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CounterPoint Regulations are a good idea, but they need to have teeth—serious consequences for noncompliance, not just cheerful slaps on the wrist. Every year the Department of Whatever gets written up with a D- in FISMA compliance, but someone quickly points out that D- is a huge improvement over last year's F.
I guess we're supposed to be impressed taxpayer dollars are achieving marginal improvement, but I'm not. The idea of regulation is to establish a minimum consistent practice. I'm sorry if I sound like a hard case, but "attaboys" should not be handed out for compliance with a remedial baseline. This isn't a politically correct feel-good game in which every child wins a prize. Agencies are spending serious dollars, and moving from an F to a D- is not evidence of accomplishment; it is evidence of incompetence, mismanagement and waste.
Moving toward liability is attractive. But you can't train an animal by punishing it into doing the right thing. Holding companies, agencies and individuals liable is simply punishing them; you need a specification of that minimal baseline you can communicate effectively.
Unfortunately, that baseline may be going lower. One of the clouds on the infosecurity horizon is the idea that the already watered-down FISMA, Sarbanes-Oxley and HIPAA are likely to get more watered down. One IT executive opined that it would have been a successful strategy to ignore HIPAA
On the federal side, when the message to agency IT managers and executives is "Comply, or we'll, um, tell you to comply some more!" you can see why the entire regulatory exercise has resulted in a toothless, clawless paper tiger.
I'm in favor of federal IT regulation. In fact, I'd love to help write some. Unfortunately, mine would make people cry with rules like: "If your agency has to admit that 10-plus terabytes of data has left your network headed for China, and you just noticed, every manager in your IT organization from the CIO down gets a pink slip." I know, nobody ever gets fired from a government job—no matter how incompetent—but maybe that has something to do with why things are such a mess. We need federal IT security regulation that reads as if it were written by Napoleon Bonaparte and enforced by Vlad the Impaler, not "What, me worry?" Alfred E. Neuman.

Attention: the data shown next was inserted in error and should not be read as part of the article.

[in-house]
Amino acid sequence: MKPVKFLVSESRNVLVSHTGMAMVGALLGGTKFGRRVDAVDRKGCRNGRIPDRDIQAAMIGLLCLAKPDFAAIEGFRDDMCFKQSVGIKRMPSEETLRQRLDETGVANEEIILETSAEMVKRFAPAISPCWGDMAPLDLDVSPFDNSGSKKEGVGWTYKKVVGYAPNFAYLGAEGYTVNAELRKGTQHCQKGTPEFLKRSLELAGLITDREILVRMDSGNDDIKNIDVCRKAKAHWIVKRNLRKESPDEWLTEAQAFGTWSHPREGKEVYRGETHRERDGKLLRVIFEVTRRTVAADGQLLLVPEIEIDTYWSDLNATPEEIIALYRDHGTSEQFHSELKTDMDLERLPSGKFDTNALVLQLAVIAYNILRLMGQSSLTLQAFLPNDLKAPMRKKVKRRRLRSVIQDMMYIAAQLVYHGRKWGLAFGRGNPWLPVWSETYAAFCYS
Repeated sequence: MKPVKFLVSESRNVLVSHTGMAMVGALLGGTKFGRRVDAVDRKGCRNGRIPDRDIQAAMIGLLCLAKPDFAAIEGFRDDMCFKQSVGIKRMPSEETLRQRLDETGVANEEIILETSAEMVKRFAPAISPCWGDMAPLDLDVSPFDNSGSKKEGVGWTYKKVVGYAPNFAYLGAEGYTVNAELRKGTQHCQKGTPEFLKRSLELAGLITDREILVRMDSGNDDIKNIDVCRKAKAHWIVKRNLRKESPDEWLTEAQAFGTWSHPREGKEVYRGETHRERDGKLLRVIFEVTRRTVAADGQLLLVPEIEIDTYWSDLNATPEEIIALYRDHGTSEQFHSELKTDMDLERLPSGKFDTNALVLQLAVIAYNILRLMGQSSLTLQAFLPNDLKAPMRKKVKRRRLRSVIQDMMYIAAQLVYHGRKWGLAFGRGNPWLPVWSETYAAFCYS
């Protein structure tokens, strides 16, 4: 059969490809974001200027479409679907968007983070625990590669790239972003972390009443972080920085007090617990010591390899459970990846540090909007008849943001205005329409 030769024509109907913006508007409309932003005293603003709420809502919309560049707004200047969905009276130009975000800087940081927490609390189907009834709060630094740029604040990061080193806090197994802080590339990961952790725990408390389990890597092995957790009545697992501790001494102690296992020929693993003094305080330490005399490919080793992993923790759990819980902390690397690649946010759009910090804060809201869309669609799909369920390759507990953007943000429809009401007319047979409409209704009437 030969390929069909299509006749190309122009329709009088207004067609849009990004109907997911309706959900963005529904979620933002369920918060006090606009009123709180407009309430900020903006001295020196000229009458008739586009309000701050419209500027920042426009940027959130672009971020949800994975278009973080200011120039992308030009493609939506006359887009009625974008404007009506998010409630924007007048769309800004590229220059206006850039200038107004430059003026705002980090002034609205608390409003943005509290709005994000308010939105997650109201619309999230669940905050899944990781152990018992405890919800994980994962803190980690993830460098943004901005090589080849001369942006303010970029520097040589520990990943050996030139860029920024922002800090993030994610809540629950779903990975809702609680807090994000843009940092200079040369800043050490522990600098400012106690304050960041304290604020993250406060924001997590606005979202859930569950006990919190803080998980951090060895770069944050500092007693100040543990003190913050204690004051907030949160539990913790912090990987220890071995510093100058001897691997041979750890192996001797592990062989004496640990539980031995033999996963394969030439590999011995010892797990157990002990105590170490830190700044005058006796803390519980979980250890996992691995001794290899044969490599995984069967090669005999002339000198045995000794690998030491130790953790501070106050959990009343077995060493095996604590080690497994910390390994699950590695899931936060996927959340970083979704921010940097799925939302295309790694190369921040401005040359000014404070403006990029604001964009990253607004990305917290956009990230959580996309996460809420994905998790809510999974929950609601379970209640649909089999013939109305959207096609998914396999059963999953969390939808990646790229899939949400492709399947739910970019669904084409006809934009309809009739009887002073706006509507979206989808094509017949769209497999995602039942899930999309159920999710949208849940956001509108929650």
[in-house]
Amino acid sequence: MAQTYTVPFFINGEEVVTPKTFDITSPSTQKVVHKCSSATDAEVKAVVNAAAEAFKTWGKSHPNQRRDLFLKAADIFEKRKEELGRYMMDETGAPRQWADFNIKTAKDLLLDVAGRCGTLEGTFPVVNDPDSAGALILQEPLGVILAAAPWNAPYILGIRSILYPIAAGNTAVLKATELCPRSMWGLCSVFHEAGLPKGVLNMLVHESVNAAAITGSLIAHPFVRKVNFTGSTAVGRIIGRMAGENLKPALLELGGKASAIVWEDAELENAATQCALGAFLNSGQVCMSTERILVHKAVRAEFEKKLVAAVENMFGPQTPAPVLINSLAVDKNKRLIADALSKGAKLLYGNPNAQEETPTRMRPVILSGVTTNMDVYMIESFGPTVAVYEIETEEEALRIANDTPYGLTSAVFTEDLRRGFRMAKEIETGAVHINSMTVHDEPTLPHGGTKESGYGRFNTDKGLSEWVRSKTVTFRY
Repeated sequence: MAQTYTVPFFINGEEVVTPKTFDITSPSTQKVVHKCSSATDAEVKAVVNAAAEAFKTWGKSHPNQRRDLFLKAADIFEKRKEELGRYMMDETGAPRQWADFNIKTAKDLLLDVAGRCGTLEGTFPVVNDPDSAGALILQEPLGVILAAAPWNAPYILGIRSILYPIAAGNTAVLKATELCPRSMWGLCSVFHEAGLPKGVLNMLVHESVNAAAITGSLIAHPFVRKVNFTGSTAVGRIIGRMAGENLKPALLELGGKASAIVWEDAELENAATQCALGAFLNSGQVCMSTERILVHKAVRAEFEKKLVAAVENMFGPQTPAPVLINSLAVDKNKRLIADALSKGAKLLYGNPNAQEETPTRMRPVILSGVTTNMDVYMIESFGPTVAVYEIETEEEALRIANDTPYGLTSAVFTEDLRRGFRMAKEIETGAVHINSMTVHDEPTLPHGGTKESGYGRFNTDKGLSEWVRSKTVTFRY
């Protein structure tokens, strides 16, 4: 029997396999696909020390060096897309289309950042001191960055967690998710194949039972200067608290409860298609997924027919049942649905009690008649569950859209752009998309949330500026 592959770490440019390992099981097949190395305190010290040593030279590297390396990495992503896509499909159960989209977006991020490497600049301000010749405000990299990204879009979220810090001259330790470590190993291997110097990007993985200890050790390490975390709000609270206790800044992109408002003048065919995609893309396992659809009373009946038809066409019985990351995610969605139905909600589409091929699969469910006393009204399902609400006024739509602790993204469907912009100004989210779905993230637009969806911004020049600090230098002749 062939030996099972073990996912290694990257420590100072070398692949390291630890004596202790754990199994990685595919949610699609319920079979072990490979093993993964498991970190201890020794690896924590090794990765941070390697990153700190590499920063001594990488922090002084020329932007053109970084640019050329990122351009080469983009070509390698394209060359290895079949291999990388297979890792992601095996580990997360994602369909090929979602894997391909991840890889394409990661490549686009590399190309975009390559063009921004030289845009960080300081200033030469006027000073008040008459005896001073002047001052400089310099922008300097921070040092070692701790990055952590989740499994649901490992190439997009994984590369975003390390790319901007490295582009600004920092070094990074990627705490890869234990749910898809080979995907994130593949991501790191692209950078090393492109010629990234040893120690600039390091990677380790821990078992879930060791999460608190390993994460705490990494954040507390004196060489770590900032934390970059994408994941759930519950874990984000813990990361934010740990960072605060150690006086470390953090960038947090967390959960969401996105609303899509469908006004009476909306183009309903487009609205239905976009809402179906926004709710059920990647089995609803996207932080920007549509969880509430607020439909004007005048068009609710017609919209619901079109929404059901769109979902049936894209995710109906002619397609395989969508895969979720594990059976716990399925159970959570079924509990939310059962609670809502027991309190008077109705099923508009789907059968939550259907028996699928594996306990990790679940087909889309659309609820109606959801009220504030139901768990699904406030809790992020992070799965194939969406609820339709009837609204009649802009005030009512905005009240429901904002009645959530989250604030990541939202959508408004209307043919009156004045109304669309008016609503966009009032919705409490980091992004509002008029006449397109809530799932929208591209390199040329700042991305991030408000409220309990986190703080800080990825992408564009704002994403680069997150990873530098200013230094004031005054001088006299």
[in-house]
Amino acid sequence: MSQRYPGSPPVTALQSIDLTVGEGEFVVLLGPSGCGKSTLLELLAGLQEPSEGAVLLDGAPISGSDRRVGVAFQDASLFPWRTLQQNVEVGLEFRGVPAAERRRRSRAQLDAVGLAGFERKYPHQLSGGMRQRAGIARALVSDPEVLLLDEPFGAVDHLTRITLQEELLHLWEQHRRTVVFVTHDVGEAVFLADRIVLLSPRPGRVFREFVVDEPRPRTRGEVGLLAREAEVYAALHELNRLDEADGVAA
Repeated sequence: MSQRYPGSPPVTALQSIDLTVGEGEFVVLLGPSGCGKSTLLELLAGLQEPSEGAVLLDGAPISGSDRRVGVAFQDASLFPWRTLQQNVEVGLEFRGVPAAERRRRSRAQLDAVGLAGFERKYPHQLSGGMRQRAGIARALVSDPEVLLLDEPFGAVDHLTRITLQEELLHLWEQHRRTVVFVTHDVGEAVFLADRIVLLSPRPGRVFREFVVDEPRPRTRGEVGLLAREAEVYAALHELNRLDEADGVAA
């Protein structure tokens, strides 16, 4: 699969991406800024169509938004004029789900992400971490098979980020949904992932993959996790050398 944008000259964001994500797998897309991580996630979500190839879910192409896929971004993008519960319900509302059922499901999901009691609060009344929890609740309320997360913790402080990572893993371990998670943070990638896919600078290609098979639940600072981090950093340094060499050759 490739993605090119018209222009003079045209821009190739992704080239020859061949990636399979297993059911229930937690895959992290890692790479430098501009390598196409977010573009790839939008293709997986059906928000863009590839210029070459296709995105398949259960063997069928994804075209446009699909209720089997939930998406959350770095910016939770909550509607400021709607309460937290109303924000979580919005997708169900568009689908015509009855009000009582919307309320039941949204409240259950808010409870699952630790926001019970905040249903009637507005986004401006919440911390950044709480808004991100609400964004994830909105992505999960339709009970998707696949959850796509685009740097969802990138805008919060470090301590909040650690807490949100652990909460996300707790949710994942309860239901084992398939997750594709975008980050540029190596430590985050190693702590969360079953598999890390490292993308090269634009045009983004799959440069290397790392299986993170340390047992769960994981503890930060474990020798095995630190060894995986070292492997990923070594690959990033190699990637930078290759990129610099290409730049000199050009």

The balancing point between regulation and liability is the one place I disagree most with Bruce: Regulation is about economics, but so is liability. The problem with adopting an economic perspective on security is that it encourages people to believe there are trade-offs where, perhaps, none exist.
Allowing security to be driven by liability means you've still turned it into an economic problem, only the economics are under the control of lawyers and liability quants. None of the folks who want to approach security as an economic problem get it—intelligence warfare presents costs that may not be measurable, or may be measurable only in a generational scale through the fall of a republic. You just can't put a price tag on that.
My feelings about federal security regulation mirror Gandhi's famous comment regarding western civilization: "I think it would be a good idea." But, please, let's make sure the regulations we enact have sharp teeth.
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Coming in January: Does secrecy help protect personal information?
This was first published in November 2006